I’ve never been to Kathleen’s Bake Shop but I love baking from her book of the same name. It’s one of my most tattered cookbooks, especially the blueberry muffin page. I’m not sure the book is even in print anymore. It’s a book I bought amongst countless others when I did acquisitions for the local library after I moved from Vermont back to the Cape. There was no ordering from a monolith called Amazon, but rather Baker & Taylor or Ingram, the two biggest distributors we used. It’s funny how so recently as the late 90’s, with the advent of blogs, and Amazon only beginning to break into selling books, the world still felt, I dunno, up close and personal? I feel like it’s exploded in so many ways since then, and we’re all these little bits and pieces fragmented and blown apart, still trying to find our way back to together. Sometimes my thoughts get all stirred up, right along with that batch of blueberry muffins.
I never really thought of myself as a writer until recent years when I’ve received feedback on my writing. I always dreamed of being a writer, I’ve always been an avid reader, and while I’ve journaled for years, and still have my diary from my 11 year-old days in Ohio pretending to be a spy (before I’d even read about Harriet, afterwards I was quite pleased to know we shared something in common).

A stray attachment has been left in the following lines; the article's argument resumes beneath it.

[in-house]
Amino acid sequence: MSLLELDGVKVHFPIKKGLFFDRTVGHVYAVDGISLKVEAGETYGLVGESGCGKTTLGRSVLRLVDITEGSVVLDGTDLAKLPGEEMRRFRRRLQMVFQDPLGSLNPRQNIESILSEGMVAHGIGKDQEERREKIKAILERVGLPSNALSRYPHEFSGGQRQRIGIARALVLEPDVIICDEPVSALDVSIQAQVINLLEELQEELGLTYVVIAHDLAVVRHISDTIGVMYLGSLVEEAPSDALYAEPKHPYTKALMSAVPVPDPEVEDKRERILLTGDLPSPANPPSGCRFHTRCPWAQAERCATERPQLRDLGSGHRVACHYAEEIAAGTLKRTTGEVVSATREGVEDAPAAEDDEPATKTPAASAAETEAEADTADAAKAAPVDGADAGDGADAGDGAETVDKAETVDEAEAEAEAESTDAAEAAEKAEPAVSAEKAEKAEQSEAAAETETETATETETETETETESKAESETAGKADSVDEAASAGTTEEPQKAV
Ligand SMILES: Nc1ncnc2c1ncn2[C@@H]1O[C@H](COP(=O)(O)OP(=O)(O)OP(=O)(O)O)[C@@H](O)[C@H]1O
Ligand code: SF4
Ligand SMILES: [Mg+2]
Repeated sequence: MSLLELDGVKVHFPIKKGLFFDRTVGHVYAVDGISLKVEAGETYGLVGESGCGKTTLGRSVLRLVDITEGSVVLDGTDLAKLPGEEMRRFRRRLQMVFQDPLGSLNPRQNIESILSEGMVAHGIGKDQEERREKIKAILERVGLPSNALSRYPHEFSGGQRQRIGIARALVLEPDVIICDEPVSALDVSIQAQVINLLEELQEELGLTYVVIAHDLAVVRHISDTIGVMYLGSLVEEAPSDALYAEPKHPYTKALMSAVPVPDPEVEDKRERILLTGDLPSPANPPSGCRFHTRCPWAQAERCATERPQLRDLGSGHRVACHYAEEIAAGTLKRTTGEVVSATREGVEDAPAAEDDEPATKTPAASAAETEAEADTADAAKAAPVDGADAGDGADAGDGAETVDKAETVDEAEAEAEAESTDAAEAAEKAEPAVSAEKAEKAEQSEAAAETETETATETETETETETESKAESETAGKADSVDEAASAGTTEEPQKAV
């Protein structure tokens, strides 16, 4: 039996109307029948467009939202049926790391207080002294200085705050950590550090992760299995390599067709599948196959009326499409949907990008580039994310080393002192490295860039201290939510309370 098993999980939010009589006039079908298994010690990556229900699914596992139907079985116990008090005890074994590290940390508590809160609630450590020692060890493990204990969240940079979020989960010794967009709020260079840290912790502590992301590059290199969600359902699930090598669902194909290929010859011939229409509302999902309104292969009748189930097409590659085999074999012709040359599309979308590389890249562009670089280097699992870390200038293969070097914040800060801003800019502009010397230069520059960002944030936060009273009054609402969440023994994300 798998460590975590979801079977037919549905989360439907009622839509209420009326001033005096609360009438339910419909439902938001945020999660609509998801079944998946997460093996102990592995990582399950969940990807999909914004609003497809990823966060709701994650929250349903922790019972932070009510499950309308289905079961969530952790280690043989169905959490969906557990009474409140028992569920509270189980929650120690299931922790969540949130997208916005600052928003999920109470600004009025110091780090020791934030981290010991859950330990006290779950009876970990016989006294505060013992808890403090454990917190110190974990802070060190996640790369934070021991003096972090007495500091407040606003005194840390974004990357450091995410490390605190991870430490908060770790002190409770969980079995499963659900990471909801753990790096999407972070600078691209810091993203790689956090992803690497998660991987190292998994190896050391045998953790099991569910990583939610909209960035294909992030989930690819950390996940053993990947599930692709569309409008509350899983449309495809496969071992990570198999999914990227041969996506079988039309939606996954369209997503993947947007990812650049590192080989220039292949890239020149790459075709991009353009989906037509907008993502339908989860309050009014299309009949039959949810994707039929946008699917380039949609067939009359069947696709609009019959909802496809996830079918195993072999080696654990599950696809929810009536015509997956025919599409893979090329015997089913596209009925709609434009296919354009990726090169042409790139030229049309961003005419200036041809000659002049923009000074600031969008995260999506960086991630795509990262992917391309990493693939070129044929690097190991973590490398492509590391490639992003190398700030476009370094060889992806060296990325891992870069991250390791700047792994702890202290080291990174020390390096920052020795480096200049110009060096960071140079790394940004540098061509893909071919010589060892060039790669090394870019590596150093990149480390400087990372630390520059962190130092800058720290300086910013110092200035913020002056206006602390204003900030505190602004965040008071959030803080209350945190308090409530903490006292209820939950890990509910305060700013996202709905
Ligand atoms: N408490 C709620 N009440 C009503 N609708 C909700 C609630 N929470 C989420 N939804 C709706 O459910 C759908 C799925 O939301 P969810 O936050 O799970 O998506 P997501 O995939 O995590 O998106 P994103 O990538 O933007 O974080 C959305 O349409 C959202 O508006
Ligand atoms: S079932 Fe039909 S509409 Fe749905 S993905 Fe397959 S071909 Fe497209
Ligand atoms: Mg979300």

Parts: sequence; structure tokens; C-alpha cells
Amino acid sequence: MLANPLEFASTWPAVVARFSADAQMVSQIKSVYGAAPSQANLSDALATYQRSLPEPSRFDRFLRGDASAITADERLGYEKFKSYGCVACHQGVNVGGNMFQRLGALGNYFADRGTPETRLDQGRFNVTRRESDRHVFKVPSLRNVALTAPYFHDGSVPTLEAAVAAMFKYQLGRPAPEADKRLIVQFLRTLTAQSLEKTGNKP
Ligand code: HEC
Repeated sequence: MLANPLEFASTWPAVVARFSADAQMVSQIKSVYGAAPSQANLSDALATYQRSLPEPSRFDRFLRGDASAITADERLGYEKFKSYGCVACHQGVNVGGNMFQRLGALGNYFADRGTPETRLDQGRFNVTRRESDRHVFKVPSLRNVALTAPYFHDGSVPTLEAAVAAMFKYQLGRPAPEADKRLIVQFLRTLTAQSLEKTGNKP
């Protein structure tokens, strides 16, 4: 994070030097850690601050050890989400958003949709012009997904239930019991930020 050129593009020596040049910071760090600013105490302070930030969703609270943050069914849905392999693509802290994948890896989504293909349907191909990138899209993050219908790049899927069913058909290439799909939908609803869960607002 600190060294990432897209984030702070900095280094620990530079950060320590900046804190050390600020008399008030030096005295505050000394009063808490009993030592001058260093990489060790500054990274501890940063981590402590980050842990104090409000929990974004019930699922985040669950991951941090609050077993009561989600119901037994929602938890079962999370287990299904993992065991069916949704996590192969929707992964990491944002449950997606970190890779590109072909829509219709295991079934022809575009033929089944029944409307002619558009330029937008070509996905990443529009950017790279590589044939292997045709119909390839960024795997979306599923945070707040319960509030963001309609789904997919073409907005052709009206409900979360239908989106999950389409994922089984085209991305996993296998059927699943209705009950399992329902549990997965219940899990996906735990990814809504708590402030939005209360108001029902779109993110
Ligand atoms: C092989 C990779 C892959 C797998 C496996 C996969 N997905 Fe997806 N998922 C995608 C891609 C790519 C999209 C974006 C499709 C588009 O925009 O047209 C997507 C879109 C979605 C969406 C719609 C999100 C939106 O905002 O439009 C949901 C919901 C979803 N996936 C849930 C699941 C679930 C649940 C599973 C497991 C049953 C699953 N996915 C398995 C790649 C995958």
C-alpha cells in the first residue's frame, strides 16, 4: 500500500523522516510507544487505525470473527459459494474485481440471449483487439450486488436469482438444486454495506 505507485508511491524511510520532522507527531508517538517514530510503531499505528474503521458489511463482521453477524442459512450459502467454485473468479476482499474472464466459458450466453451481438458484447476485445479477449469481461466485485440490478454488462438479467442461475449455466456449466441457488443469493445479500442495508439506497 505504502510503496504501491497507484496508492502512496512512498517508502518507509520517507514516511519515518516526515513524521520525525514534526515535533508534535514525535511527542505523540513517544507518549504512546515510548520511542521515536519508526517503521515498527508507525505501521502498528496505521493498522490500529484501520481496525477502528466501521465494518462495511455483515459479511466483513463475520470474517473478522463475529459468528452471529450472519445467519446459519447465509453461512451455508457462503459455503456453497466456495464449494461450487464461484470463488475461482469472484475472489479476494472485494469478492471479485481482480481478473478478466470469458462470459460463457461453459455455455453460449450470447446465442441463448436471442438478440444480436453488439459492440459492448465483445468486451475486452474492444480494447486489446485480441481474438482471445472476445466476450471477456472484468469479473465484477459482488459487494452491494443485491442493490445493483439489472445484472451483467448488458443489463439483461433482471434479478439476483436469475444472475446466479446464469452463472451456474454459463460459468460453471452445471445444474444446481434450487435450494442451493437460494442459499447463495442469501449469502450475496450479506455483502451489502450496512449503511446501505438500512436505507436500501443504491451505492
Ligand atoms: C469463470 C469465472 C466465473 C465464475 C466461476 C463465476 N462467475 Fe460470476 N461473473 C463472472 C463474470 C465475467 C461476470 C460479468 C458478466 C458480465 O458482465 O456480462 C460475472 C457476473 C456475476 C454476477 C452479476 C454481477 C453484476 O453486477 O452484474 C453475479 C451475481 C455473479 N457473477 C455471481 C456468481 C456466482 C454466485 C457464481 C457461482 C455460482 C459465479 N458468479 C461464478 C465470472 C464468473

We lived in the country outside of Steubenville on a rural route in a farmhouse my sisters and I were convinced was haunted. It had an extra couple of secret rooms off my sister’s and my bedroom, and the cellar had pitch black rooms — most likely one for coal and another for food storage. There was a sunroom in the back where we used to eat breakfast on school mornings, and a great front porch rambling across the front. Out back a rolling hillside led down to the old orchard at the foot of the hill, and it made a fantastic sledding hill, complete with a little jump that would take your breath away as you sailed through the air. Legend had it the farmer who’d lived there died in his front yard.